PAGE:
Self-Care for In-Home Caregivers: How Do You Feel?

“How does it make you feel?” It’s the therapist’s question of choice—and a necessary one. Emotional and psychological self-care starts with engaging your thoughts and feelings.

This is the third post in a series on self-care for the in-home family caregiver. Last week, I discussed planning for it and implementing physical self-care in your life. This week I’ll focus on the emotional side of self-care.

As a family caregiver you’re faced with a variety of complex thoughts and emotions. You’ve seen firsthand the aging process and the effect it has not only on your loved one but also on you and your family. Many family caregivers I’ve interacted with have experienced emotions such as guilt, disappointment, anger, resentment and anxiety. These emotions are normal; however, if they’re ignored, they can lead to depression and burnout.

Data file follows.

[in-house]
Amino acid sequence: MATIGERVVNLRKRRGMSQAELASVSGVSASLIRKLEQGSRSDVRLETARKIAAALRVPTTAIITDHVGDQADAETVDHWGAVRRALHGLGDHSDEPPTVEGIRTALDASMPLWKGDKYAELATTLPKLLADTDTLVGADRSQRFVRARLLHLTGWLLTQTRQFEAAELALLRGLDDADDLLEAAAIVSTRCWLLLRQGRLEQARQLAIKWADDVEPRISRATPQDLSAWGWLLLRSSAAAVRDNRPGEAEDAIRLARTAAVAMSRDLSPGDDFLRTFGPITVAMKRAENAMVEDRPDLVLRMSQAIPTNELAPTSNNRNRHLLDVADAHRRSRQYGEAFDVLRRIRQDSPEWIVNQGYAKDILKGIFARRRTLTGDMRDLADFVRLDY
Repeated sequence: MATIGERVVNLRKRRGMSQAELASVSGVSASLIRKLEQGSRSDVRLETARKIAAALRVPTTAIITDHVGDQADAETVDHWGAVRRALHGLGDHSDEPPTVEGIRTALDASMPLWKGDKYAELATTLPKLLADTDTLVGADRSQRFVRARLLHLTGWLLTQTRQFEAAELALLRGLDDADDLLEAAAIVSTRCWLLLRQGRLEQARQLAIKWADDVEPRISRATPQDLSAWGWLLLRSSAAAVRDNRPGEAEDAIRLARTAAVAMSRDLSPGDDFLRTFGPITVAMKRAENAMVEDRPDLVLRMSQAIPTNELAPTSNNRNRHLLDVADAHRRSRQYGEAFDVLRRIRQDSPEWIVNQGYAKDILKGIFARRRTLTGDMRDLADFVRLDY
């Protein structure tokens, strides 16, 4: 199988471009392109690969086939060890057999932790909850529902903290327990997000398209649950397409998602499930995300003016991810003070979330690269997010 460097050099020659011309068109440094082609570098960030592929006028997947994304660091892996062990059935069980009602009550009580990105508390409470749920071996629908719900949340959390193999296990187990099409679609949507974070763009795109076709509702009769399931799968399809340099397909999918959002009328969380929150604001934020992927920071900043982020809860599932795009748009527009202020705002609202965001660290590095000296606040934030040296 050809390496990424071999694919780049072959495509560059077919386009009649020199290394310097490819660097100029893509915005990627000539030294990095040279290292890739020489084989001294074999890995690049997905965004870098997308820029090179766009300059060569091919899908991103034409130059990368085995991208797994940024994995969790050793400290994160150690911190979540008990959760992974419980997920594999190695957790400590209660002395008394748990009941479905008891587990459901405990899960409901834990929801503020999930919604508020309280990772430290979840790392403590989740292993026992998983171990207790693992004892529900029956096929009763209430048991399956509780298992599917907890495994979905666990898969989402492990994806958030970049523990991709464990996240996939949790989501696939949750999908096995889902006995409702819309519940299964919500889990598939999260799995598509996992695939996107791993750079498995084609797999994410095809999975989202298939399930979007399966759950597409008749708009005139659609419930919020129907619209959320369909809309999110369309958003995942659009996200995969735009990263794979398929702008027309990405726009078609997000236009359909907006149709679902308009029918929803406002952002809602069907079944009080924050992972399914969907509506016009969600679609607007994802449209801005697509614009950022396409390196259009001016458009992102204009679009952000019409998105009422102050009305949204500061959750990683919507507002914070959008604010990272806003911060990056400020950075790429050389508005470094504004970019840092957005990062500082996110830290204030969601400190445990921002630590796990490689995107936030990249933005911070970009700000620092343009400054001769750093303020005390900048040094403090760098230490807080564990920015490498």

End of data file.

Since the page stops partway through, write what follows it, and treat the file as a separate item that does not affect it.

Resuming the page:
Caring for yourself emotionally starts by recognizing and expressing what you’re feeling. Here are some ways you can do that:

  1. Join a caregiver support group. You’re not alone in your feelings. Joining a support groups gives you a place to express those feelings in a group setting with people who understand what you’re going through.
  2. See a counselor. Talking is an important part of engaging your thoughts and feelings. A counselor can help you process your emotions.
  3. Allow yourself to laugh … and cry. It’s OK to cut loose and have fun. Express your emotions, laugh when you’re happy and cry when you’re sad. Allowing yourself to feel those emotions rather than ignoring them promotes your emotional health.

Your feelings are important because you are important. As a family caregiver you may feel guilty for feeling burned out or anxious or resentful. But ignoring those feelings can be detrimental to your personal health management as well as the care for your loved one.

How do you process your emotions?

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